A federal class action lawsuit charges that the Buffalo, N.Y., police department ‘s traffic enforcement is racially biased, The Appeal reports. Civil rights groups filed the suit on behalf of the advocacy group Black Love Resists in the Rust after a 2012 “Strike Force” unit established traffic checkpoints in high-crime areas in Buffalo and had adverse affects on minorities. These checkpoints were disproportionately placed in Black and Latinx communities, constituting more than 90 percent of the locations. The unit has received criticism from community members and groups since its origin, with Buffalo’s Black Lives Matter chapter filing a report asking the Attorney General to investigate the unit’s wrongdoings. The police department said it would end the “Strike Force” unit this past February, but it made no indication of ending the checkpoints. Following the announcement, Buffalo spokesperson Michael J. DeGeorge told the Buffalo News “any allegation of discrimination is completely false.”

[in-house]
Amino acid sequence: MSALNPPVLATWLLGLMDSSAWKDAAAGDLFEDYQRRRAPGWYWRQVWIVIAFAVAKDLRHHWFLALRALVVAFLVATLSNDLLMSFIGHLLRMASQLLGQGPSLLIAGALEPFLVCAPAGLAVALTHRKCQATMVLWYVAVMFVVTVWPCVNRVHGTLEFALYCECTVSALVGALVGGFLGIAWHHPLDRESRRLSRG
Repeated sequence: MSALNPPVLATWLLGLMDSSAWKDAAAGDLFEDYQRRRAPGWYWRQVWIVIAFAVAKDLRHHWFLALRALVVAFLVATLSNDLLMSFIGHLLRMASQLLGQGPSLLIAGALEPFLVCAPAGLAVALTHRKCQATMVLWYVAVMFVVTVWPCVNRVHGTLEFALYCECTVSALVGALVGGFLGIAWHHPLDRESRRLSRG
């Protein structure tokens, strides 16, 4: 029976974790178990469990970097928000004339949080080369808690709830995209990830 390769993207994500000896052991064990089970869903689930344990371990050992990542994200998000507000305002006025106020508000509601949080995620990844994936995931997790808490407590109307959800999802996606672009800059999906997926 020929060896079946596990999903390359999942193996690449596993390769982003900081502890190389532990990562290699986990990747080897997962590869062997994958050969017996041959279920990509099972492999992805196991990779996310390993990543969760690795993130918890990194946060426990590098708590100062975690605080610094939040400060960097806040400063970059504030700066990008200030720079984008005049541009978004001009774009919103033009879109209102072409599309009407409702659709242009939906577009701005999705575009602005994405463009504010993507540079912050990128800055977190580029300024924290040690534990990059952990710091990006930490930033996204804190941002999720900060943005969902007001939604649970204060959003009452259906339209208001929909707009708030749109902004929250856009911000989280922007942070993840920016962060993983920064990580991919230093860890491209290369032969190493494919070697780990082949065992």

But traffic stops have a history of discrimination, according to Frank Baumgartner, a professor and co-author of Suspect Citizens: What 20 Million Traffic Stops Tell Us About Policing and Race. Racial profiling has become more prevalent since the 1960s and 1970s, according to Baumgartner, due to a shift from reactive policing to preventive policing. “The magic of this system is that white middle-class people were unaware that the police were using visual cues towards young men of color and treating them in such a different manner,” Baumgartner said in a recent Q&A with The Crime Report. “If you’re black or brown, you’re a suspect citizen right from the beginning.” Because Whren v. United States allows for anyone breaking the law to be investigated, police have more freedom to choose what types of people they investigate on the road, where infractions like speeding are common.